A while back I went to my first ever chocolate tasting. It was held at the Winemakers Club under the arches at Farringdon, with Spencer Hyman of Cocoa Runners. The theme was dark milk chocolate.
I know practically nothing about chocolate, so this was an interesting educational experience. It also gave me insight as to how normal people might feel approaching wine for the first time.
Spencer began by explaining quality tiers in chocolate in terms of coffee quality.
- There’s the chocolate equivalent of instant coffee: confectionary such as toblerone and dairy milk.
- Then there’s filter coffee, whose chocolate equivalent would be Lindt or Green and Black.
- Finally, we have geek coffee, such as Monmouth or Square Mile. This would be the high-end artisan or craft chocolate that was until recently quite hard to get, made from great beans and great fruit: Duffy and Pump Street.
The cost of making chocolate has gone down with the invention of new machines. There are now extraordinary chocolate makers who have been able to establish themselves without huge capital cost.
So how is chocolate made? Of interest to wine lovers is the fact that chocolate is a fermented product, and the fermentation process can alter its flavour. The starting point is the cacao tree, Thebroma cacao. The pods are harvested, cut open and the pulp, containing the beans, is scooped out. This mass is allowed to ferment for several days, and then the beans are dried. This is the bit the farmer does.
The next stage takes place in the chocolate-making facility. The beans are cracked and winnowed to remove their papery shells, leaving what are called ‘nibs’. These are ground into a paste called the chocolate liquor. It consists of cocoa solids and cocoa butter.
A hydraulic press is then used to separate the solids and the butter, in a process known as slamming. The cocoa butter can be saved to be recombined with the solids at a later stage, or – as occurs in some cheaper chocolates – it is sold off and then replaced with vegetable fats in the final chocolate. But the purpose of separating out the solids is so they can be further refined, in a process known as conching. This uses a container filled with metal beads that grind the particles very finely.
The solids are then recombined with the butter and this is the stage where flavourings can be added. It’s followed by a process called tempering, which is a controlled crystallization of the chocolate using a series of heating and cooling steps.
Bonnat, Javan Dark Milk
Cocoa content, 65%; Bean origin, Indonesia; Maker country; France. Creamy and a bit spicy, with a nice smoothness in the mouth. Textural with a bit of spiciness. Very smooth. 6/10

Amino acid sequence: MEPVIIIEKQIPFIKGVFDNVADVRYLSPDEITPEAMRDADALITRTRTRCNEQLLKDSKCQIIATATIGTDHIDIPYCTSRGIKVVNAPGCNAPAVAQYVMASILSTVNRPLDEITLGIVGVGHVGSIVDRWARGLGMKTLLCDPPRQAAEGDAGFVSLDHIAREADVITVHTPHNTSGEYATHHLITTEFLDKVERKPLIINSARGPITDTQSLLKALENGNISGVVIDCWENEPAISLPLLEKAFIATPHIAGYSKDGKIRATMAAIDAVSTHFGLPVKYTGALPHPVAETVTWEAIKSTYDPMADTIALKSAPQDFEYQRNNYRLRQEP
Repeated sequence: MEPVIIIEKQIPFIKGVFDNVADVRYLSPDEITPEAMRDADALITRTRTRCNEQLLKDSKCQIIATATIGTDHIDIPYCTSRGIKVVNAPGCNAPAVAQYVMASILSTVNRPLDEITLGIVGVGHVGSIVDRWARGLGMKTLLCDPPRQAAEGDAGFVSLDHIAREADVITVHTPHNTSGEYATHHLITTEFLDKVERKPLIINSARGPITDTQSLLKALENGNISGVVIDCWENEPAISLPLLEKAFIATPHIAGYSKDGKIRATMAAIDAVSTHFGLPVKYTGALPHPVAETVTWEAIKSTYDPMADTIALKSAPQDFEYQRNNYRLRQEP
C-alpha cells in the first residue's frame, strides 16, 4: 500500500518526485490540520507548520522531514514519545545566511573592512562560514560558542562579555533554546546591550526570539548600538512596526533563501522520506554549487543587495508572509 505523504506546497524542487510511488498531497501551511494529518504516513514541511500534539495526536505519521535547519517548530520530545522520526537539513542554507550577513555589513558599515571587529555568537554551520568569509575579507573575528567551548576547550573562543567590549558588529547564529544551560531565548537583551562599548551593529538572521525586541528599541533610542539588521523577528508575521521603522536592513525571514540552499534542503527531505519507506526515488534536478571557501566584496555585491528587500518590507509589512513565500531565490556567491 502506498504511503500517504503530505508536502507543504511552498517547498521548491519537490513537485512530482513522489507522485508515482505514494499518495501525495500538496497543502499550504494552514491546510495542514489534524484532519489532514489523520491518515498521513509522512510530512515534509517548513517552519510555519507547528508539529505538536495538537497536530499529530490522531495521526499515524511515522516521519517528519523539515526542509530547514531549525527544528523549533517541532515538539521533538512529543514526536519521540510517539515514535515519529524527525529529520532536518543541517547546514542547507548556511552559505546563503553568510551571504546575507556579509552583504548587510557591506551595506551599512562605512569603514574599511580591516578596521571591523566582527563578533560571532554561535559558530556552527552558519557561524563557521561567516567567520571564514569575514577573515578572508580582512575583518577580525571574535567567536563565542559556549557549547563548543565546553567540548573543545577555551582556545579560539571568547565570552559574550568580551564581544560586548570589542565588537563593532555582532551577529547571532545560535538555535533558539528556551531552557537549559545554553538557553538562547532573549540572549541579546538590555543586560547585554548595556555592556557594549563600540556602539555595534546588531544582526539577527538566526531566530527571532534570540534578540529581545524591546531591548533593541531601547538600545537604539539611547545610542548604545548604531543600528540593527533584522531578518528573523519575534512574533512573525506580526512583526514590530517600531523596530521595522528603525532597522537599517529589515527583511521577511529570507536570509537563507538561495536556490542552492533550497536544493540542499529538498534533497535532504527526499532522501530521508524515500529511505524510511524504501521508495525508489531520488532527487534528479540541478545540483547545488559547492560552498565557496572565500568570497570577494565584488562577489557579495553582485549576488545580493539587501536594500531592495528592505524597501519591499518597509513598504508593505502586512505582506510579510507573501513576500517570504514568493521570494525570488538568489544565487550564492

Bonnat, Surabaya Dark Milk
65%, Indonesia, France. Lively, spicy, creamy and delicious. Not very chocolatey – more creamy. Some fruity notes. 5.5/10
Tcho, Serious Milk
53%, Ecuador/Peru, USA. Smooth with nice caramel notes and some spice. Very easy but with a bit of bite. Sweet but has some cacao flavour. 6.5/10
Duffy, Mayan Red Milk
61%, Honduras, UK. Grainy and a bit spicy with lovely black savoury notes. Grainy and earthy with some nice chalkiness and some spice. Some biscuit too. 6.5/10
Fruition, Dark Milk With Flor du Sal
56%, Peru, USA. So attractive and fruity with nice spiciness and a salty edge. This brings out the fruit, and there’s also some spice here. Textural and delicious. 8.5/10
Zotter, Milk Chocolate Dark Style
70%, Nicaragua, Austria. This has no added sugar. Dry, savoury and a bit grippy. Textural with some depth of flavour. Very complex and full of interest: you miss the sugar at first but then it entices. 8/10
Original Beans, Femmes de Virunga
55%, Virunga National Park Congo, Switzerland. Very smooth and textured, but with a lovely fruity quality. Has freshness. Very creamy and textural. 8/10
Mast Brothers, Sheep Milk
60% Peru, USA. Quite broad and fat. Smooth with a sheepy edge, and some grainy notes. Very interesting with a distinctive flavour. 7/10
Mast Brothers, Goat Milk
60%, Peru, USA. Very cheesy and goaty. Distinctive flavour here with a pungent finish. Farmyardy and odd. 6/10
Zotter, Labooko Brazil
35%, Brazil, UK. Very creamy with a coconut edge and lovely smooth texture. Sweet and delicious: tastes like a white chocolate. This has more cocoa butter than solids. 7.5/10
For future tastings see cocoarunners.com/events1 Comment on Craft Dark Milk Chocolate tasting with Cocoa Runners
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There’s a Chocolate History Museum in Hastings (NZ) which is worth a visit if you’re down in Hawke’s Bay.